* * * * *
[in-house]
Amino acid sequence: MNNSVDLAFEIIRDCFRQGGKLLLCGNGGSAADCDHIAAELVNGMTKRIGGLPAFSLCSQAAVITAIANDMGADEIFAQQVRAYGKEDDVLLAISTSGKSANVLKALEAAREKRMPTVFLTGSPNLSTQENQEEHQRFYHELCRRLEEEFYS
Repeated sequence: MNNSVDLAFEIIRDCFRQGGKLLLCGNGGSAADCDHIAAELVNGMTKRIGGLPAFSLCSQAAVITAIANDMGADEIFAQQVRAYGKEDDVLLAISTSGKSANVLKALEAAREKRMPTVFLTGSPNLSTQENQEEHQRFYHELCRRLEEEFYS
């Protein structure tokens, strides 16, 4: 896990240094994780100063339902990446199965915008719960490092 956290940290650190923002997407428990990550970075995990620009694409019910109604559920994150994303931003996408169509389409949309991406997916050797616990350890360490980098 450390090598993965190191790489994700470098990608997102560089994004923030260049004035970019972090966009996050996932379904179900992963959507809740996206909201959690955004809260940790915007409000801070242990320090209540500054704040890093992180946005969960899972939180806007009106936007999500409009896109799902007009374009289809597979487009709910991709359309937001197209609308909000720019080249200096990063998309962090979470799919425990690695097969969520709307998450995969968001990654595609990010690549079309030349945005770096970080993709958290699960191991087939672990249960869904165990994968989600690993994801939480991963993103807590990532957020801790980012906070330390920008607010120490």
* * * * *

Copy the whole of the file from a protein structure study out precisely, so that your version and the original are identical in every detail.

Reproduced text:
[in-house]
Amino acid sequence: MNNSVDLAFEIIRDCFRQGGKLLLCGNGGSAADCDHIAAELVNGMTKRIGGLPAFSLCSQAAVITAIANDMGADEIFAQQVRAYGKEDDVLLAISTSGKSANVLKALEAAREKRMPTVFLTGSPNLSTQENQEEHQRFYHELCRRLEEEFYS
Repeated sequence: MNNSVDLAFEIIRDCFRQGGKLLLCGNGGSAADCDHIAAELVNGMTKRIGGLPAFSLCSQAAVITAIANDMGADEIFAQQVRAYGKEDDVLLAISTSGKSANVLKALEAAREKRMPTVFLTGSPNLSTQENQEEHQRFYHELCRRLEEEFYS
């Protein structure tokens, strides 16, 4: 896990240094994780100063339902990446199965915008719960490092 956290940290650190923002997407428990990550970075995990620009694409019910109604559920994150994303931003996408169509389409949309991406997916050797616990350890360490980098 450390090598993965190191790489994700470098990608997102560089994004923030260049004035970019972090966009996050996932379904179900992963959507809740996206909201959690955004809260940790915007409000801070242990320090209540500054704040890093992180946005969960899972939180806007009106936007999500409009896109799902007009374009289809597979487009709910991709359309937001197209609308909000720019080249200096990063998309962090979470799919425990690695097969969520709307998450995969968001990654595609990010690549079309030349945005770096970080993709958290699960191991087939672990249960869904165990994968989600690993994801939480991963993103807590990532957020801790980012906070330390920008607010120490």